So having solved the keeping Roux from eating eggs dilemma, we've now moved to the Roux using the chickens to teeth. She's not trying to kill the chickens, but she is hurting them. I've got a couple of hypothesis about this. First, she's treating the hens like they're part of her pack, which means chewing on each other. Second, the hens getting caught are the more docile birds (who are also my best layers) whom I'm thinking are ready to be bred. So when Roux walks by one of these hens and she does that promiscous "Let's get it on" squat that hens do, I'm thinking Roux's just using them as a opportune teething windfall.
Puppy teeth are sharp, and chicken skin is fragile. Not a good combo at all. Here's the first hen I found. If she looks wet, it's dog slobber.
So the main injury here is a puncture through her wing. Not a big deal at first glance, but this is summer, and it's really warm - and infection & fly problems are a given. I carried her up to the house from the pasture in a small wastebasket that was the perfect size so she didn't get hurt any further. Probably not what most people think of when they hear about a bucket of chicken.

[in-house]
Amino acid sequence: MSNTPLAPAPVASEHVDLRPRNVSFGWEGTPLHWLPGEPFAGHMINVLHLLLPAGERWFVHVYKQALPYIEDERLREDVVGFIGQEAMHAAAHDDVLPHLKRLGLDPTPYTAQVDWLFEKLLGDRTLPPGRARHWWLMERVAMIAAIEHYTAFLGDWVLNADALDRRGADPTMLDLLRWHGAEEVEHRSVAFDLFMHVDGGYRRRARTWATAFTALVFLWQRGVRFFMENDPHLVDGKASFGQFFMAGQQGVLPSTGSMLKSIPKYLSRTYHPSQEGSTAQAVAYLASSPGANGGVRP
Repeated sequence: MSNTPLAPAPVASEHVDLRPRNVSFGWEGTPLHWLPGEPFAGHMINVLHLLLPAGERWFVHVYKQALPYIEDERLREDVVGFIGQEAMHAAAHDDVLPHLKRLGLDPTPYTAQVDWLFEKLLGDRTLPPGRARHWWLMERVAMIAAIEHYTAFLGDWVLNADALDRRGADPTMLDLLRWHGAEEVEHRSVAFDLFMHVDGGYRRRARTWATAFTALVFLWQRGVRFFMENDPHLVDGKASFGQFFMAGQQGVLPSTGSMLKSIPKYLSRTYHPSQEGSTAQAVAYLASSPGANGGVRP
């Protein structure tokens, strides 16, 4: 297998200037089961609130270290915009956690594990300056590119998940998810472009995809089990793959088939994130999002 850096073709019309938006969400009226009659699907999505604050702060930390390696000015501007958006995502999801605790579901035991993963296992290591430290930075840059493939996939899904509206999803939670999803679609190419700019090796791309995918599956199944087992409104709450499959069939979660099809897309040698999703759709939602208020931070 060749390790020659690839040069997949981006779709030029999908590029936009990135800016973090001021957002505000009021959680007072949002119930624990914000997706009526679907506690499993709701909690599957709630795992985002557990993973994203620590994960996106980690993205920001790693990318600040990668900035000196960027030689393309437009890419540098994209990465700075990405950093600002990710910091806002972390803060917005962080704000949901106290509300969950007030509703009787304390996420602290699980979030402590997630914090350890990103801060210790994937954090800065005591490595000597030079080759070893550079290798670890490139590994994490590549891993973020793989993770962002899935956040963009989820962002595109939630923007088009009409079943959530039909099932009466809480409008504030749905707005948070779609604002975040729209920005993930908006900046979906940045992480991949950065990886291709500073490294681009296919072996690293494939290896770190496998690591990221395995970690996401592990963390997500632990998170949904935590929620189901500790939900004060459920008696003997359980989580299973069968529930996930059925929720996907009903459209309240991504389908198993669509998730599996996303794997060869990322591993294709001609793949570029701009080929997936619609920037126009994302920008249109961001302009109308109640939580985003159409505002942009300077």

So I disinfected all her wounds with peroxide and that blue antiseptic they use on cows. After 3 days of that, she's doing alright. The wing puncture has enlarged to a hole the size of a sweet pea, and has a good number of maggots in it. These fly larva only eat dead tissue, so believe it or not, I'm thinking they're actually probably helping as long as they're held in check, especially because the larvae are keeping the wound from sealing over and the wound is healing up clean. Hopefully, she'll still have use of her wing, because she needs to be able to fly to get up into the coop, onto the roosts, and into the nesting boxes. Luckily, poultry are pretty remarkable in thier ability to comeback from serious injuries and this young gal isn't giving up anytime soon.
Here's the hospital pen that she's in. She's got a roomate now, another hen that's keeping her company. She's doing well enough to start laying eggs again. Definately a good sign.